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Latvian National Symphony Orchestra, Pēteris Vasks: 'Vēstījums'

As we near the year's end, #NowPlaying recommends songs that slipped through the cracks, but remain in our headphones.

Latvia's best known contemporary composer, Pēteris Vasks, likes to set up battles between light and dark forces. And in the beautifully epic Vēstījums, which can be translated as "Tidings," the conflict rises to a ferocious level. Written in 1982, when Latvia was still under Soviet rule, the music is scored for two pianos, strings and percussion, and acts as a kind of warning from the natural world. The music begins in calm repose, then bursts open into an ecstatic sunrise. Dark clouds form and three-quarters in, the piece explodes in pounding piano clusters, clangorous bells and swirling strings that can only be described as the symphonic equivalent to a head rush. The composer commented, "The cosmos rejoices. We, the insane, will be lost but the miracle of the world will remain."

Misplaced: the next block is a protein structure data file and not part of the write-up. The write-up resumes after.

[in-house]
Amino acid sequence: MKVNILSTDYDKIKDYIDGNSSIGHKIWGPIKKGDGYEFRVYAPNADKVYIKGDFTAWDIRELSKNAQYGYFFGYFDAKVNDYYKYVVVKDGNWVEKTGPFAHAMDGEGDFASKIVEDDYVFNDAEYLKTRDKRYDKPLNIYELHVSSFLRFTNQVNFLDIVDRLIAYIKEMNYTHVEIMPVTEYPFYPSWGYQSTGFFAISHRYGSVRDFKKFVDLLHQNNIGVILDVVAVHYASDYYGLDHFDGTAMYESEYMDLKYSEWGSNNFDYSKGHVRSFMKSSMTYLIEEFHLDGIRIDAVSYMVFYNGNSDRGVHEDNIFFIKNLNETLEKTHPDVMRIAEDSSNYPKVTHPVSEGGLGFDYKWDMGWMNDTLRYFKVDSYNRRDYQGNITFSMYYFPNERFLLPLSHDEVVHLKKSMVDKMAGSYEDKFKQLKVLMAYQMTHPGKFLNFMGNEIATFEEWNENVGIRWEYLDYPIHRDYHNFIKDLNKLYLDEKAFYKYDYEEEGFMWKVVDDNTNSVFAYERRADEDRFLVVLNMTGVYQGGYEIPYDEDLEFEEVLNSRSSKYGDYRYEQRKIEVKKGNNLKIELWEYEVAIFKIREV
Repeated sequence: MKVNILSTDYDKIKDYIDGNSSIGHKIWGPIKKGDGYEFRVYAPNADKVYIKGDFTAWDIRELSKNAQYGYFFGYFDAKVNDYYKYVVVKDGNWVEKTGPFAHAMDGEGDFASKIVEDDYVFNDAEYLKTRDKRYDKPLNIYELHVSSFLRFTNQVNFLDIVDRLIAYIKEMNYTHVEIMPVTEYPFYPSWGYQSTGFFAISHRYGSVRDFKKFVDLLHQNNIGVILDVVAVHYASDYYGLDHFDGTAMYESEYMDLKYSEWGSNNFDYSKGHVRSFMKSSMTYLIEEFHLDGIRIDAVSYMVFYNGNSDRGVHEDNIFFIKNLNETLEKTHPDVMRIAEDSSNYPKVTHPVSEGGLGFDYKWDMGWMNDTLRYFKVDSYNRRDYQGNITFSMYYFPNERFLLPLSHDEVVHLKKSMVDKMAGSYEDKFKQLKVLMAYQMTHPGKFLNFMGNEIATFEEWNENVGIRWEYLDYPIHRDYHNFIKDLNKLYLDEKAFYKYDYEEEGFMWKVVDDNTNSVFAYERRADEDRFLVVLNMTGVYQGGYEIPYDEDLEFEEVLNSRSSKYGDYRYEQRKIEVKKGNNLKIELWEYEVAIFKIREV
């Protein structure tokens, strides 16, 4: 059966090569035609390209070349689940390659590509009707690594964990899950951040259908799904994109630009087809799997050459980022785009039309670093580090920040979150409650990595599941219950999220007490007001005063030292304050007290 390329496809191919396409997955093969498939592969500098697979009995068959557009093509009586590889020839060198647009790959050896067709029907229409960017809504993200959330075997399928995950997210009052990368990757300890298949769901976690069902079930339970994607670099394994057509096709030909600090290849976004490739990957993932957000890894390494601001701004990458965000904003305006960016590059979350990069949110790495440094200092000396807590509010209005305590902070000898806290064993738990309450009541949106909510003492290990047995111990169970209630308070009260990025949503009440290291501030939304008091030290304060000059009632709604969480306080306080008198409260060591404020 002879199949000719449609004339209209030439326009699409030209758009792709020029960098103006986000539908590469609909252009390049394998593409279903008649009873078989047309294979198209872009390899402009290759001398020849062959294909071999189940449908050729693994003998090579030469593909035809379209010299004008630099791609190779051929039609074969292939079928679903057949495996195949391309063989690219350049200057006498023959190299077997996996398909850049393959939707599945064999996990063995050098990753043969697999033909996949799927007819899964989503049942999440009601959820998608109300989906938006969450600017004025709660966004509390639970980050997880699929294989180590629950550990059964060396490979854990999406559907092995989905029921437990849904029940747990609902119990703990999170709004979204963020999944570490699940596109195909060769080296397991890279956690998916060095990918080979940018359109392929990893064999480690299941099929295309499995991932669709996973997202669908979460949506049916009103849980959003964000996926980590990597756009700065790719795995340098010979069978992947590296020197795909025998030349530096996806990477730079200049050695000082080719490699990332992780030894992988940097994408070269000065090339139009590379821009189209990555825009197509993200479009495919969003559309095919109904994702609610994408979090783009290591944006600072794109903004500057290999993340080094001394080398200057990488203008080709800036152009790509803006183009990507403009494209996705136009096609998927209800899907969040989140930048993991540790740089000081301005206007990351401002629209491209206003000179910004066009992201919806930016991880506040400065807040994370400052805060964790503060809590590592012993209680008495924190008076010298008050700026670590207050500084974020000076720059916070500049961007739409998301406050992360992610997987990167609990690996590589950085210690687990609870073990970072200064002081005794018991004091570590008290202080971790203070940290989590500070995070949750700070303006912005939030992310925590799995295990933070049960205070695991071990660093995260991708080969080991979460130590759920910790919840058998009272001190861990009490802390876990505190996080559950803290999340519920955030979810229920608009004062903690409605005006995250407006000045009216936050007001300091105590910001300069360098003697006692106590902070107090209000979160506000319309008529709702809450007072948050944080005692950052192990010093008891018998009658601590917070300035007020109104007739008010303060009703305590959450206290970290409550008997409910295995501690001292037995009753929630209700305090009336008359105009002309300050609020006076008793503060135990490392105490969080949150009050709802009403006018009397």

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Tom Huizenga is a producer for NPR Music. He contributes a wide range of stories about classical music to NPR's news programs and is the classical music reviewer for All Things Considered. He appears regularly on NPR Music podcasts and founded NPR's classical music blog Deceptive Cadence in 2010.